HP and Disruption, All in the Same Page

Hmmm… The Register has dug up more on WebOS. Not only is HP finally releasing it as FLOSS, but they are hiring… That may mean that HP will get back in the WebOS device business. Good news. The more */Linux on the market without any help from M$ the better for consumers, businesses and IT in general.

“We are a fast-paced startup with big ideas, talented people, the software assets of Palm and backed by HP. We built a new company to get the best of both worlds: small teams, fun and disruptive projects, with fast execution backed by HP for long-term success and disruption in the industry”

via The dead reanimates as HP ships Open webOS beta • The Register.

Let’s reflect on this. Acer is getting into thin clients with */Linux. WebOS is back (also */Linux). Apple is losing even as they win (jury self-destructs credibly in public) and M$ hopes to attract a little attention by releasing for ARM… I like this picture. Competition in every direction, even on desktops and */Linux is in the centre of the disruption.

About Robert Pogson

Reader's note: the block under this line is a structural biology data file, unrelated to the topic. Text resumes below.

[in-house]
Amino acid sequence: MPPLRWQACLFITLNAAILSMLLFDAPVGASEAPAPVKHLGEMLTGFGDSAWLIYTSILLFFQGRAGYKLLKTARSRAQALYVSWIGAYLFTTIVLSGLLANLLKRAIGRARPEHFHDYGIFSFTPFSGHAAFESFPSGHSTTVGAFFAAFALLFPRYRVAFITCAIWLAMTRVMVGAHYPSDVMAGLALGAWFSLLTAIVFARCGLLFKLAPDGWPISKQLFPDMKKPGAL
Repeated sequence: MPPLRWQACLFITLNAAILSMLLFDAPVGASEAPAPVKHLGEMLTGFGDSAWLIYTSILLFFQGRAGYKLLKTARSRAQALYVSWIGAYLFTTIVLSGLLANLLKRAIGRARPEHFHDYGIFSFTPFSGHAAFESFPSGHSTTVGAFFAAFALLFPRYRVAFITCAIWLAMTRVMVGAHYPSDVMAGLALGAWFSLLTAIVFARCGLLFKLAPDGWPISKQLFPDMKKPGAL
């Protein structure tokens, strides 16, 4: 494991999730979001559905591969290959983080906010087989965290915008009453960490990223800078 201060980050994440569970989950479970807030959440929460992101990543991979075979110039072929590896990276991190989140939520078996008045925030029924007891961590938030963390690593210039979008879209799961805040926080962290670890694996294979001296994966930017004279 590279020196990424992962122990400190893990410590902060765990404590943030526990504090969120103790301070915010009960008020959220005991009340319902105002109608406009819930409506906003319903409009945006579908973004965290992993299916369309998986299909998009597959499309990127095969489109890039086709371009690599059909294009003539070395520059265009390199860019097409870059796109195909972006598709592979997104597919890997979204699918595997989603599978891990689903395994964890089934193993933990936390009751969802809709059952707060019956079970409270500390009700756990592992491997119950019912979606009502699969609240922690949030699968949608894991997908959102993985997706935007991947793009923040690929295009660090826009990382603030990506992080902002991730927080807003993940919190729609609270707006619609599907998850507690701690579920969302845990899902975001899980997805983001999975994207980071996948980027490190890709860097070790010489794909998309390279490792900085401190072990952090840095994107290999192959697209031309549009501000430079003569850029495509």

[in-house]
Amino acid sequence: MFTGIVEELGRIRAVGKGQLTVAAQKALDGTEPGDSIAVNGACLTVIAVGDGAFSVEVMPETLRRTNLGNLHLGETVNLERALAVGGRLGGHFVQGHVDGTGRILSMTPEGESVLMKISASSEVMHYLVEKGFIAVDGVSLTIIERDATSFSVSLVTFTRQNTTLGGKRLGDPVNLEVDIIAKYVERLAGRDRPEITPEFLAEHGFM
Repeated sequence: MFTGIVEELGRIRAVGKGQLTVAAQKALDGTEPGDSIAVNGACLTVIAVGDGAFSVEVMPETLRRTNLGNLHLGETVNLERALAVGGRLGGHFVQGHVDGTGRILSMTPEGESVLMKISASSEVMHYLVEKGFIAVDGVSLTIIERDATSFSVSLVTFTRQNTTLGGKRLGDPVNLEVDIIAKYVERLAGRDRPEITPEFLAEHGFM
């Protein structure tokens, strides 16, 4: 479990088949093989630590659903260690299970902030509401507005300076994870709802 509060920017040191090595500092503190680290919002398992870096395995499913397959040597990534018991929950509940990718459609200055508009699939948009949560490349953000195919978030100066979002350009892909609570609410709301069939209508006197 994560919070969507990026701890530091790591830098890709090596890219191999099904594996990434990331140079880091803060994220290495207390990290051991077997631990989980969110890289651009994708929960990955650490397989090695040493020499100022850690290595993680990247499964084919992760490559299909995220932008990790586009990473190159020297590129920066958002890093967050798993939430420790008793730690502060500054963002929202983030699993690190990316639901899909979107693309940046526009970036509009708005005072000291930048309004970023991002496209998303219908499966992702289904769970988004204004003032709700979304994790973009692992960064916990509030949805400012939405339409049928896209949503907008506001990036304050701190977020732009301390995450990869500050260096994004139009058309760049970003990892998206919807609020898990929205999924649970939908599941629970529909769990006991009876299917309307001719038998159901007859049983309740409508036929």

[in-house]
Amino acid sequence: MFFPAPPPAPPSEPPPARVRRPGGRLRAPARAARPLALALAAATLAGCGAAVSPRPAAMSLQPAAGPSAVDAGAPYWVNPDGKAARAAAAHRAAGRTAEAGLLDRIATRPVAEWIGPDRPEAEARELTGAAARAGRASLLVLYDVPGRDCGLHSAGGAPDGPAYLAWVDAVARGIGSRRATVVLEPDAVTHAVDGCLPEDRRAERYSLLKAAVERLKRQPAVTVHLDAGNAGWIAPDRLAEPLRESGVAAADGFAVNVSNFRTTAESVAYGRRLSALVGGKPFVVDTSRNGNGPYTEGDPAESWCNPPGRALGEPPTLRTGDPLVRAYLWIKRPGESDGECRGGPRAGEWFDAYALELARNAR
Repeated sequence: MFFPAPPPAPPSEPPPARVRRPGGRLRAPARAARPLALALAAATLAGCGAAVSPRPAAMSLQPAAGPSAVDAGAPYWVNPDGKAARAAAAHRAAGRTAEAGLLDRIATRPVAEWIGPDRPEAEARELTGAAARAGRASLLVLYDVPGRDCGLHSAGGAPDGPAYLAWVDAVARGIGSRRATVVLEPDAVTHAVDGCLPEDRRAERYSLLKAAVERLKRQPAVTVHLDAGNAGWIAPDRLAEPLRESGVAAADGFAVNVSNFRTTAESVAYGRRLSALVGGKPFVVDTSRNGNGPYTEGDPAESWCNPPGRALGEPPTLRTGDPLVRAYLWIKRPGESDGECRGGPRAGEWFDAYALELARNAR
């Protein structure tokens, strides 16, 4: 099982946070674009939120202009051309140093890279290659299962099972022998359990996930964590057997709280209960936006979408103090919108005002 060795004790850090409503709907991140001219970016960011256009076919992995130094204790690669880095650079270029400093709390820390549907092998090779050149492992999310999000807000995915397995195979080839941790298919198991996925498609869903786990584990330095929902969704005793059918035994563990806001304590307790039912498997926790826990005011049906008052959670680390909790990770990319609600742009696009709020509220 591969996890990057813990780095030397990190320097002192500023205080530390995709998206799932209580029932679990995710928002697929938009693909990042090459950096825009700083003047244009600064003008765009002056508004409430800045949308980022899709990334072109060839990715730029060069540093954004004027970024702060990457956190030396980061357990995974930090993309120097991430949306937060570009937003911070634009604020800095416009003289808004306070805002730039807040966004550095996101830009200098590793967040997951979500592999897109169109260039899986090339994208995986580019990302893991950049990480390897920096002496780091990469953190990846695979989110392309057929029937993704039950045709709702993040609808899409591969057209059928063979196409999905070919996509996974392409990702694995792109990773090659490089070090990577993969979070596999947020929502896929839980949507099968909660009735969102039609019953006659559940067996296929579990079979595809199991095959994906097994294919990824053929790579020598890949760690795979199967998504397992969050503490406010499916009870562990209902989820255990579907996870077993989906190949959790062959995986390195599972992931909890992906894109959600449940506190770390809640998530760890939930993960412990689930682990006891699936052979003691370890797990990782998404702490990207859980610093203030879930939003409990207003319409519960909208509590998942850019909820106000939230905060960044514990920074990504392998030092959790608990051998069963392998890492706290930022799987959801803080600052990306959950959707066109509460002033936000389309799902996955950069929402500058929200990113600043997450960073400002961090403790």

I am a retired teacher in Canada. I taught in the subject areas where I have worked for almost forty years: maths, physics, chemistry and computers. I love hunting, fishing, picking berries and mushrooms, too.
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10 Responses to HP and Disruption, All in the Same Page

  1. oiaohm says:

    Clarence Moon there is a catch. http://developer.gnome.org/gtk3/3.5/gtk-broadway.html

    As GTK applications upgrade to GTK 3 series they get means to send interface to web browser. Same is coming to QT.

    This is one of the big catches X11 disappears for remote from Linux. There is big chance HTML5 will be the new Linux remote interface.